Yankees manager Joe Girardi had his team play Tuesday’s season opener under protest after home plate umpire Dana DeMuth refused to call out Carlos Correa for interference during the eighth inning. Correa had hit a weak tapper up the first base line and reached safely when pitcher Dellin Betances made an inaccurate throw that sailed past first baseman Mark Teixeira. Correa was running to the left of the baseline on the grass, and Betances likely threw high because he couldn’t get the ball to Teixeira otherwise.
The play was not reviewable and DeMuth wouldn’t reverse his decision despite Girardi’s very animated plea. The non-call ended up hurting the Yankees as Jose Altuve scored on the play, and the Astros would go onto score two more runs in the inning. They ended up winning 5-3.
After the game, DeMuth was asked about the call, and he steadfastly refused to admit that Correa committed any kind of an infraction. Kenny Ducey of Sports Illustrated and Baseball Prospectus posted a picture of the postgame quotes sheet:
Notably, when said that if Correa wasn’t guilty of interference, Betances’ only other option — aside from making a high throw — was to throw it directly into Correa’s back. DeMuth responded, “Do it. Throw it into the runner’s back. Because then what’s happening? He is impeding.”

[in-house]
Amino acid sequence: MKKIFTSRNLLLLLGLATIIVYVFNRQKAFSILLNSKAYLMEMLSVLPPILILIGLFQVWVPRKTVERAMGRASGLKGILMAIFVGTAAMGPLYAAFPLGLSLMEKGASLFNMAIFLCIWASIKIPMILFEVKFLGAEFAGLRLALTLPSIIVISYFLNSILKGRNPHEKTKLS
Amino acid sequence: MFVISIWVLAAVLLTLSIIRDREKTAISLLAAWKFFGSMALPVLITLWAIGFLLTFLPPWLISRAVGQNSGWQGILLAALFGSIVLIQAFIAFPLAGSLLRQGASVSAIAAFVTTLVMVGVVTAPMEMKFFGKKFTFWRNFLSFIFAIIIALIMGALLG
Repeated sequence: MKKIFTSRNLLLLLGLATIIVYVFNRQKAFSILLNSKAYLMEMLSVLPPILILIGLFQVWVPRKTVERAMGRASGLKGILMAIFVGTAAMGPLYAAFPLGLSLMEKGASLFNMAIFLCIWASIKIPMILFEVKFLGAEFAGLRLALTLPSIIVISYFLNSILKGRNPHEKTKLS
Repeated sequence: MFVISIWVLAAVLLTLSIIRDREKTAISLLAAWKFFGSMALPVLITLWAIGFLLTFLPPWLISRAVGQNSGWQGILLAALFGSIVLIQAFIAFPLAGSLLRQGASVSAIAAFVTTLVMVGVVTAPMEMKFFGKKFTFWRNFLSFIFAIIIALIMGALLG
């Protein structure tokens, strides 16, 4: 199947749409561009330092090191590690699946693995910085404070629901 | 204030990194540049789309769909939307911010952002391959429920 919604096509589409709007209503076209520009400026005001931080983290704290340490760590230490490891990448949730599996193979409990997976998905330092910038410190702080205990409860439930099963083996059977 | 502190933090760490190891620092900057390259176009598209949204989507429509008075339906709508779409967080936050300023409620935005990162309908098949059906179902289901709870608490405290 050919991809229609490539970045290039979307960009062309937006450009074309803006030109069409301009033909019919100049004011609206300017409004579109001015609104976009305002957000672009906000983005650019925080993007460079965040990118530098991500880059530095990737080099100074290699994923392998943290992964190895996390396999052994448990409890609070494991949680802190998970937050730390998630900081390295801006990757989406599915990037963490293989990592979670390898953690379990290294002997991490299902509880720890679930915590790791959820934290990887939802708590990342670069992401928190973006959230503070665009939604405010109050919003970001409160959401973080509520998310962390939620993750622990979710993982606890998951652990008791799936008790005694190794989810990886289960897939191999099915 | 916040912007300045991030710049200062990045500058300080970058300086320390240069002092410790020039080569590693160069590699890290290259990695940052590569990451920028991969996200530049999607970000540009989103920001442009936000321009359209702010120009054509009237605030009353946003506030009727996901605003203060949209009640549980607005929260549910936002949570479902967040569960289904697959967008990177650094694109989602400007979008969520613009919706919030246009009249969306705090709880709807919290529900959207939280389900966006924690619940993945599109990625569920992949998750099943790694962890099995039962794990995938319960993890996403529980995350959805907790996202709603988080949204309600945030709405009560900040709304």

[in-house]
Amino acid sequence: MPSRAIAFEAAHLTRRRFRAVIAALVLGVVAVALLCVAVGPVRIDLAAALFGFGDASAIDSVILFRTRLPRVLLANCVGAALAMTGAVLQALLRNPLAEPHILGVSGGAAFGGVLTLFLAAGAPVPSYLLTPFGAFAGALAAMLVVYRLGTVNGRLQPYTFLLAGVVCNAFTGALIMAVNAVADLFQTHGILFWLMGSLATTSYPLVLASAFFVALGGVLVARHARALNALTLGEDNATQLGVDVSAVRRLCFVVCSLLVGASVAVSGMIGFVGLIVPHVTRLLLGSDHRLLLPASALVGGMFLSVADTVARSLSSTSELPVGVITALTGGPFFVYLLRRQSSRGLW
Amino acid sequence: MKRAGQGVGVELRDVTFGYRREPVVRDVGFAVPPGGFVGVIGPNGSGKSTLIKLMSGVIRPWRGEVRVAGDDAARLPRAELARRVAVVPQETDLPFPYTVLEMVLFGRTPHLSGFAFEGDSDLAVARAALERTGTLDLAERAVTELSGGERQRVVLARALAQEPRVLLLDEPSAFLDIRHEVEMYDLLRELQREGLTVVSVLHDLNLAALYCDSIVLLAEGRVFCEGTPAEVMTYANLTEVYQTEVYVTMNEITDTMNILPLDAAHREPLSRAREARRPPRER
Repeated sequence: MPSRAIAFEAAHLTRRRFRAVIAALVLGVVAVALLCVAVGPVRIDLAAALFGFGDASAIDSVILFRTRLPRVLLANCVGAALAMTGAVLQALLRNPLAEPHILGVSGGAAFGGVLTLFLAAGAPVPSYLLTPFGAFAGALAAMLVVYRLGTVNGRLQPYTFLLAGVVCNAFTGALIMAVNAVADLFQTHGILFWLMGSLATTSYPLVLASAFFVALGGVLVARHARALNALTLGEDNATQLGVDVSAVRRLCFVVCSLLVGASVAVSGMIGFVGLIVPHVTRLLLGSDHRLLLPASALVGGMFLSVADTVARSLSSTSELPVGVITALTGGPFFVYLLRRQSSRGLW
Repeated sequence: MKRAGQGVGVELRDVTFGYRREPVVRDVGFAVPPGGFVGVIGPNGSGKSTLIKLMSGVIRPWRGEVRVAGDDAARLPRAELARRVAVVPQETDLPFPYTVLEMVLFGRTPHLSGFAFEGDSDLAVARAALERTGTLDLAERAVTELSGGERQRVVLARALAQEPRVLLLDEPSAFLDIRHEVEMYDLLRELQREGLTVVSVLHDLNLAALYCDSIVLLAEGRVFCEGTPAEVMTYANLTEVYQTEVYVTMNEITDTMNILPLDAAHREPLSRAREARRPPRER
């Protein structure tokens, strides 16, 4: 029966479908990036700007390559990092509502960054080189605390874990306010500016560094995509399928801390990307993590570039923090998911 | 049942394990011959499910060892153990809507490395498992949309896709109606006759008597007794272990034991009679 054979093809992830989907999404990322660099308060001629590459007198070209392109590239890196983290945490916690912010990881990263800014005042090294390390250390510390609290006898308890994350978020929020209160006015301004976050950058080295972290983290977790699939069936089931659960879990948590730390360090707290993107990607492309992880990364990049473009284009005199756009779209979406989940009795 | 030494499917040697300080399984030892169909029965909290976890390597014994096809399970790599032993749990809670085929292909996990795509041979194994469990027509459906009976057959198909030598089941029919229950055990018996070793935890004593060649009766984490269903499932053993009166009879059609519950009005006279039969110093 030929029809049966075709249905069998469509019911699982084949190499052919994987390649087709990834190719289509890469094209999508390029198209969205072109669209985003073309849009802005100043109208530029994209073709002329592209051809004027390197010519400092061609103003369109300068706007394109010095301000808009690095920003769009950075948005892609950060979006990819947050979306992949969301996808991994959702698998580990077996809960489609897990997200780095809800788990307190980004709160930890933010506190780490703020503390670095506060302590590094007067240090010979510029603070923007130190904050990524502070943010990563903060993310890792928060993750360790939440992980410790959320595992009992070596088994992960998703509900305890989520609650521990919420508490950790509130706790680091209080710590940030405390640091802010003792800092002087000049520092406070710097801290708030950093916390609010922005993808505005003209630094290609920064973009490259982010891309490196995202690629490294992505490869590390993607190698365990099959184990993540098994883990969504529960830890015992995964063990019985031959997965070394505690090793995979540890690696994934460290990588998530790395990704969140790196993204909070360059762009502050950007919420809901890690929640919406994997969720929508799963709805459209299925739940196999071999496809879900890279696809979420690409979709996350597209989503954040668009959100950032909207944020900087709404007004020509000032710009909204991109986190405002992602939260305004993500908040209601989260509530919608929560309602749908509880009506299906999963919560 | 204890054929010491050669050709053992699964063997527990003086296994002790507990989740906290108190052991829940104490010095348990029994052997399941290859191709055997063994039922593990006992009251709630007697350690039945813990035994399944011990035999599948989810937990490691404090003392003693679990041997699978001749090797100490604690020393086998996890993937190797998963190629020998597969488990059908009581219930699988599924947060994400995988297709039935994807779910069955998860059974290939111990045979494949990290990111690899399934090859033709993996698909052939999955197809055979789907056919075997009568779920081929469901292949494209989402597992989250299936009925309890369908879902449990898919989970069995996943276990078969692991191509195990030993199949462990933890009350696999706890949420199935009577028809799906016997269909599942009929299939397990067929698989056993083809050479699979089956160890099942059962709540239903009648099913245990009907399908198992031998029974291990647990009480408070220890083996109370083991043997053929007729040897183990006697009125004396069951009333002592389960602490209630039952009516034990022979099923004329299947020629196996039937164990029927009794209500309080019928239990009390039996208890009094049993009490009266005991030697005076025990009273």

Rule 5.09(a)(11) states that a runner is out when:
In running the last half of the distance from home base to first base, while the ball is being fielded to first base, he runs outside (to the right of ) the three-foot line, or inside (to the left of ) the foul line, and in the umpire’s judgment in so doing interferes with the fielder taking the throw at first base, in which case the ball is dead; except that he may run outside (to the right of ) the three-foot line or inside (to the left of ) the foul line to avoid a fielder attempting to field a batted ball;
The key phrase is “the fielder taking the throw at first base”. Betances made such a poor throw that it was uncatchable; Teixeira never had a chance to take the throw. According to the language of this rule, Correa didn’t interfere with anything, even though he very clearly ran inside the base line in the final 45 feet. Betances’ throw was certainly impacted by Correa’s path, but that isn’t covered.
Ultimately, DeMuth made the right call. It’s a shame the play wasn’t reviewable, and interference shouldn’t be dependent on the ability for the fielder to take a throw, but those are separate issues that could be covered after the season.